While Sweden has won the Eurovision song contest this year the winner of Eurozone or the winner of European Union in general remains to be seen. While all this political and populist discussion on whether we should bail out Greece or whether UK should remain in EU is taking place for a second year now jobs are lost and the people of Europe are suffering from worse economic conditions. It's no wonder that UK opposes all measures regarding their banks or Finns are getting tired of paying the bills of overspending Southeners - that's how it should be in an institution without vision that is focusing on details.

Imagine a company that has all the traditional departments like marketing, production, accounting etc. Imagine that all these departments are working for themselves. Production is keeping the costs low, marketing is advertising the product as the best there ever is etc. It doesn't take a genius to figure out that without common understanding of what kind of products we are selling and how to market these products best we can achieve some kind of goals.

Imagine a field of football players where there are only rules but no common goal! Everybody knows that the ball can't be touched by hands but some think that the ball needs to be kicked into the goal and some are convinced that all they need to do is dribble.

Now imagine Europe where everybody is fighting for themselves to look good for their supporters (voters). Imagine Europe where there is no common understanding where Europe is or should be heading. Imagine Europe where everyone's role in fixing things is up to their understanding of doing things together. Wow, that's what's happening now in Europe!

Europe needs a common vision and goals, Europe needs an understanding why we are doing the things we are doing. Right now countries have been rushing to join the EU just to get access to a huge market while they should have joined since they shared the same understanding of integration process.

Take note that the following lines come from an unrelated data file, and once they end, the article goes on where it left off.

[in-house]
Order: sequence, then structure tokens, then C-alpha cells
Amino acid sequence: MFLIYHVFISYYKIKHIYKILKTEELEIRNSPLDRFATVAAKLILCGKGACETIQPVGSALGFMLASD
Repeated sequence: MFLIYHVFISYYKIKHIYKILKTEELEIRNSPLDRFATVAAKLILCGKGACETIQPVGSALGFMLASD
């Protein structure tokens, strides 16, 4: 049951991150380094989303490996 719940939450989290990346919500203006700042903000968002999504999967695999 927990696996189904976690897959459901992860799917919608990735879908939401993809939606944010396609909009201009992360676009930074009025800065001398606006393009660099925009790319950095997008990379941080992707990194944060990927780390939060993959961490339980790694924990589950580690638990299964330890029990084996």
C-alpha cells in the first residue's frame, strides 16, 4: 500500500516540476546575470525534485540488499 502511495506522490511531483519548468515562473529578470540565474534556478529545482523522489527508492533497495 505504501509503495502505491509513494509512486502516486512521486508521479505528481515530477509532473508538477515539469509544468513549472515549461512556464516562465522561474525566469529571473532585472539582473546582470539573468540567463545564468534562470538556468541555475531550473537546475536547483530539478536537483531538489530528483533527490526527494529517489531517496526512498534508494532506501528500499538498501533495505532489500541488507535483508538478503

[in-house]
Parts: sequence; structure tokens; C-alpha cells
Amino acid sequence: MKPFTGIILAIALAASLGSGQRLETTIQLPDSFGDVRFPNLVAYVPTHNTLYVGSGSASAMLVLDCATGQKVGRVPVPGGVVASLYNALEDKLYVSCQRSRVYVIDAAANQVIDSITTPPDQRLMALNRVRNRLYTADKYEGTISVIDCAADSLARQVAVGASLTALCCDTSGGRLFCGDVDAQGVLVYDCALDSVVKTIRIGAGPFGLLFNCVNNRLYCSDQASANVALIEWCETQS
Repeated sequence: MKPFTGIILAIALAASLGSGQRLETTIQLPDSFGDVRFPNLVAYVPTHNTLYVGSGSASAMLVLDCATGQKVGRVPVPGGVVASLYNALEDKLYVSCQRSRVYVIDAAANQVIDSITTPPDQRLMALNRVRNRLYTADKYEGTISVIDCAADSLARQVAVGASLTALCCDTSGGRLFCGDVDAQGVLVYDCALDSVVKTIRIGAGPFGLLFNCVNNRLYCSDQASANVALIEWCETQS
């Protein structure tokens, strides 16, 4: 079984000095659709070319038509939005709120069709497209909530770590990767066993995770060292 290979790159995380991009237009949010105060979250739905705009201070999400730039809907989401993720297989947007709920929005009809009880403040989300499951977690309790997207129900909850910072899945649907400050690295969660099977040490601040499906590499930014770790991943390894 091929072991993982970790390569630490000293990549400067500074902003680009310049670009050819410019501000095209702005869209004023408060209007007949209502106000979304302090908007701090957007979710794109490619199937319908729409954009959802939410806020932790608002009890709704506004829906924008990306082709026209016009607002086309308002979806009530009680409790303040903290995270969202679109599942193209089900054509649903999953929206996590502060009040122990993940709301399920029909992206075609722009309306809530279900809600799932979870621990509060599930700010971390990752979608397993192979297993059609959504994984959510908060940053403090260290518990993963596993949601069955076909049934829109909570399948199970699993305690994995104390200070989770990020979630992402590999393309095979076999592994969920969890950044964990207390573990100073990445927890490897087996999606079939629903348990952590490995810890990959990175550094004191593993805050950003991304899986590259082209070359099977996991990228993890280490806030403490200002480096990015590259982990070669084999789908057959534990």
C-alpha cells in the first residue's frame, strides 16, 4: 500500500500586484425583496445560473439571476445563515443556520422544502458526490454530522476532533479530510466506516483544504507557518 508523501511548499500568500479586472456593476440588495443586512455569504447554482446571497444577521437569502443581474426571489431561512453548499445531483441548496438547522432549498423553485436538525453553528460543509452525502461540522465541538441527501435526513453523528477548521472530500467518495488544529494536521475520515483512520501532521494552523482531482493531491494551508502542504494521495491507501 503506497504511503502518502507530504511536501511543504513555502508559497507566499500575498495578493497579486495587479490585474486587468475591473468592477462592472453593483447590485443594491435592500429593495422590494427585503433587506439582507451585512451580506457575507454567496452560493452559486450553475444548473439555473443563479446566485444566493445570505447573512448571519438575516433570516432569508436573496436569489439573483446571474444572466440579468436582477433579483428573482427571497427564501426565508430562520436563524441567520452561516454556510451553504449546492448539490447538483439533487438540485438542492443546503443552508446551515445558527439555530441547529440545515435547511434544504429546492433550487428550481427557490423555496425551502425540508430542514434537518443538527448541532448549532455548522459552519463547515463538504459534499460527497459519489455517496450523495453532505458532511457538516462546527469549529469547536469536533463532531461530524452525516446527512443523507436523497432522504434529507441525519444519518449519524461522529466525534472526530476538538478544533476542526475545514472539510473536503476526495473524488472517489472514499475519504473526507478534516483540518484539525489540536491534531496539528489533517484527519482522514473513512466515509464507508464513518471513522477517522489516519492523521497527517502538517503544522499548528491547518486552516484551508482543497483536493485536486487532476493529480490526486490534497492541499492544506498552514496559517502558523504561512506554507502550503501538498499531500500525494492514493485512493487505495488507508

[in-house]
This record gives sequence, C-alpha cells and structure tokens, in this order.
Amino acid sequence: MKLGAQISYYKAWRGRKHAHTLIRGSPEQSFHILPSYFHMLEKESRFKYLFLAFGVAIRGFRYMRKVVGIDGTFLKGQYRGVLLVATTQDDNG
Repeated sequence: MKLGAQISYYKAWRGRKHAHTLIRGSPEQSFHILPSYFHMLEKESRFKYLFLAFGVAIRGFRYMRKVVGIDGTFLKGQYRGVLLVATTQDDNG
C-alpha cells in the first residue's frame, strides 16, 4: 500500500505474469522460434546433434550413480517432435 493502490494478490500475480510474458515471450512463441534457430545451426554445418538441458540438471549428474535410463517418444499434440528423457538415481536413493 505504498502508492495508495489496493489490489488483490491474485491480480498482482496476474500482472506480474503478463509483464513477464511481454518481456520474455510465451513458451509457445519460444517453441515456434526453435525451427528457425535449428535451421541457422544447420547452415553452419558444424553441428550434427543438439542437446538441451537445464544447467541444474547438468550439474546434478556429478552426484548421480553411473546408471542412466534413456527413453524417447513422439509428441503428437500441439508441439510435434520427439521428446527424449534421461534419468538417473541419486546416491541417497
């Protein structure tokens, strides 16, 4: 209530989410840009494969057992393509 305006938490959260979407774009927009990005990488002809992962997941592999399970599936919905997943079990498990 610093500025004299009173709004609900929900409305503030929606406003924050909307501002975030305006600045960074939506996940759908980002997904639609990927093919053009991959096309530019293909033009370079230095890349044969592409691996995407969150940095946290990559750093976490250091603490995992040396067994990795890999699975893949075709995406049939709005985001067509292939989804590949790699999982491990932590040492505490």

You can't keep rescuing countries like Greece or Spain when you don't know why we need to do that. We can't have a banking union unless we understand that it is in our common interest. Maybe some principal arguments were dismissed long time ago if understanding as such existed.

That's why applaud to Herman Van Rompuy's proposal of a vision for Europe which can be accessed HERE. Even though it is not perfect and some countries (read: Germany) already oppose it, it is ├╝ber-necessary to agree on a common vision.

Earlier thoughts on this HERE

Thursday, June 21, 2012

Technical analysis is not a surgical process

Again and again I see people confusing technical analysis with rocket science or a surgery. Technical analysis is not an exact science like mathematics. There are no right or wrong places on the chart where the chart will turn. The price isn't moving cause it is supposed to. The price is moved by a great number of investors and traders doing their daily business.

So why on earth do we see people analyzing the charts and saying things like "the price turned because it hit the 43 EMA (exponential moving average)" or whatever the number is? The idea behind technical analysis is to spot trends and possible support and resistance levels. Moving averages (MA) are and will be a tool to predict trends, they spot possible changes in momentum (when short term MA approaches long term MA then the price is slowing down (either selling or buying pressure is decreasing)).

Use common sense, don't overdo it, you will be trapped by the scientist's fallacy.

Thursday, May 31, 2012

Ireland votes, some serious arguments by Irish


Ireland being the only country to carry out a referendum on EU fiscal treaty will vote today and the Irish are likely to support the treaty. The treaty would regulate fiscal spending and make it tougher for governments to borrow their way out of reforms all across Europe. A "No" vote would make the country ineligible for possible financing aid in the future if ran into trouble.

It is in fact true that Brussels could veto a future budget if the country were planning to overspend. This has given some "hefty" arguments to the opposition of the treaty (below you'll find some examples). Fresh comments from Irish people have been delivered by Financial Times:
- “I voted no because I don’t want to be governed by a Nazi state,” said one No voter, who would not give his name.
- Marie, a middle aged woman, said she voted No to be “on the safe side”. “It’s a very complicated treaty but I think it was safer to vote no,” she said.